Large majorities of British consumers prefer dealing with humans over automated services for everything from querying a bill (85 percent) and changing account details (62 percent), to making a complaint (84 percent), buying a product or service for the first time (77 percent), chasing an order (73 percent), or dealing with a fault (78 percent).
These are the findings of an online YouGov survey of more than 2,000 British adults commissioned by CX firm Webhelp.
Nearly half of respondents (45 percent) said they had never used any type of AI, but amongst those who had there was widespread dissatisfaction around its efficacy and perceived value. Nearly half (44 percent) also believe that AI will not positively impact their lives in any way over the next five years.
Just over a quarter of respondents said they had used a customer service chatbot (27 percent), interactive voice response or IVR (27 percent), or smart home speaker such as Amazon Alexa or Google Home (26 percent).
Whilst over a third of those who had used these types of AI were dissatisfied with the chatbots (35 percent) and IVR (38 percent), smart home speakers proved more popular – possibly because these are chosen rather than encountered by chance. Fewer than half (45 percent) of those who had experienced a customer service chatbot were satisfied with it and 38 percent were either fairly or very dissatisfied with IVR. In contrast, 77 percent claimed to be satisfied with smart home speakers.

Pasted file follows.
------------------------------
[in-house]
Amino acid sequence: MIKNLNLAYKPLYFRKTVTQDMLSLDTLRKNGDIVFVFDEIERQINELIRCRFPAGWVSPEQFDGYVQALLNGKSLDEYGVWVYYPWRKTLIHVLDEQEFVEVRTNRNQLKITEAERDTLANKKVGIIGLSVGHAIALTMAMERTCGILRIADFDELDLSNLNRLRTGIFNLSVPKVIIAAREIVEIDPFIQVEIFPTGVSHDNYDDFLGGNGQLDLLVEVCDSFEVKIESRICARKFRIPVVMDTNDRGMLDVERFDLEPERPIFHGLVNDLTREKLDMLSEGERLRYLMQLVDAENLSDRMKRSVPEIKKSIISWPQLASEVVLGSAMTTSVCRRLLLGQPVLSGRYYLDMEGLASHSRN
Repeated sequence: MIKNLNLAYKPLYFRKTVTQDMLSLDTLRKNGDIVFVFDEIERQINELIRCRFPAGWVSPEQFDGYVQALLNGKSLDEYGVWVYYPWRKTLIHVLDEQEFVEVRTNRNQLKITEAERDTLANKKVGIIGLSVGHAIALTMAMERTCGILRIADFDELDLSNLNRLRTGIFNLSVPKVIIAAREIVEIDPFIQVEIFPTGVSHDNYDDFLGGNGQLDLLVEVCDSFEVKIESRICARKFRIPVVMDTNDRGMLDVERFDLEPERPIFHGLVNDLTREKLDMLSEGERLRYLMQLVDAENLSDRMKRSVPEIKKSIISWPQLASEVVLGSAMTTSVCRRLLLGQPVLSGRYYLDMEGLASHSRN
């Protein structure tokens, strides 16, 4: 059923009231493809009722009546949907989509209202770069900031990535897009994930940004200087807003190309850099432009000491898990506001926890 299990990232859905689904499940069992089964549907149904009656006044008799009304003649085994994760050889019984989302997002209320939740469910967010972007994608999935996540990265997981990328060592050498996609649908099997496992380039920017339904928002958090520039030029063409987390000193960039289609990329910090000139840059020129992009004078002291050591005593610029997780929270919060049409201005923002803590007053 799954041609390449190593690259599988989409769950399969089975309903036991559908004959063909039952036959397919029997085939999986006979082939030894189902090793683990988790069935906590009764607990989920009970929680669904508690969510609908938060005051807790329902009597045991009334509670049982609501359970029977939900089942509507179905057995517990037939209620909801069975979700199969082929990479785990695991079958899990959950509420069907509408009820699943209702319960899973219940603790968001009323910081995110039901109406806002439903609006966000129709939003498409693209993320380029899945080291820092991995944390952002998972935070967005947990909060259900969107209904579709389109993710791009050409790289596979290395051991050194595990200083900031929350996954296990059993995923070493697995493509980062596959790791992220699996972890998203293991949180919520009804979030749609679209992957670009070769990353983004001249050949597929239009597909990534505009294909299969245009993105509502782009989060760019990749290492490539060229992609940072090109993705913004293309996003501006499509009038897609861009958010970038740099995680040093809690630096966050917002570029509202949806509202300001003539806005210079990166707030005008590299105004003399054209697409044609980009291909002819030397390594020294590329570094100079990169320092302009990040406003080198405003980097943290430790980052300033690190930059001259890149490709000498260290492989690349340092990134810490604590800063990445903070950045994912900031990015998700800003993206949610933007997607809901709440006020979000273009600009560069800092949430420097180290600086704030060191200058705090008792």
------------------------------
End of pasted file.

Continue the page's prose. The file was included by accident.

Looking ahead five years, over a quarter of respondents (26percent) felt that increased use of AI-driven Customer Experience tools would make interacting with companies “much worse” compared to only 19 percent who felt the impact would be positive. Other negative perceptions include fear that AI will make dealing with brands/companies more impersonal (52 percent), increased threats to privacy and security (46 percent), and detrimental impact to human-to-human interactions (43 percent).
Webhelp CEO David Turner said: “We know from anecdotal evidence that human-to human contact is important, but this study goes even further, highlighting the degree to which people favour it over AI-powered customer service tools and are negative about AI’s potential future impact.
“As exposure to AI increases in day-to-day life, people are likely to become more receptive, but this research confirms the importance of striking the right balance between the advanced technology services we offer and the incredible human talent of our local teams of agents, advisors and planners. Our approach will always be customer experience driven, so this window into consumer perception is extremely valuable for helping our clients implement AI solutions which offer clear end-user value.”